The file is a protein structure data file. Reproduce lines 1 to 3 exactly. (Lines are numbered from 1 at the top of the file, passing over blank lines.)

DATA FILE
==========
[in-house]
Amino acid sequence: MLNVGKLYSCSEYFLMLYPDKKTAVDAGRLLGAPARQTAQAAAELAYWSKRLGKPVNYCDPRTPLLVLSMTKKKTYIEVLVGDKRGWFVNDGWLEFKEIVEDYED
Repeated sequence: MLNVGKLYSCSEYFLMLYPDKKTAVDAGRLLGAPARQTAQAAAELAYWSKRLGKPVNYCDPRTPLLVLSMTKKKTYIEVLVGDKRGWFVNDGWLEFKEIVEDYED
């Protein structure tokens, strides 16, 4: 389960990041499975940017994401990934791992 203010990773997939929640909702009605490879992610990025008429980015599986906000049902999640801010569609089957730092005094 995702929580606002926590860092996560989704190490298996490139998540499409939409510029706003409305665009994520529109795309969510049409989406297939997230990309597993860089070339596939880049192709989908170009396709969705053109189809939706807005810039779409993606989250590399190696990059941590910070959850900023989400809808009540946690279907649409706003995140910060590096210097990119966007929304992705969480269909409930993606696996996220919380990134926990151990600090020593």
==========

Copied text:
[in-house]
Amino acid sequence: MLNVGKLYSCSEYFLMLYPDKKTAVDAGRLLGAPARQTAQAAAELAYWSKRLGKPVNYCDPRTPLLVLSMTKKKTYIEVLVGDKRGWFVNDGWLEFKEIVEDYED
Repeated sequence: MLNVGKLYSCSEYFLMLYPDKKTAVDAGRLLGAPARQTAQAAAELAYWSKRLGKPVNYCDPRTPLLVLSMTKKKTYIEVLVGDKRGWFVNDGWLEFKEIVEDYED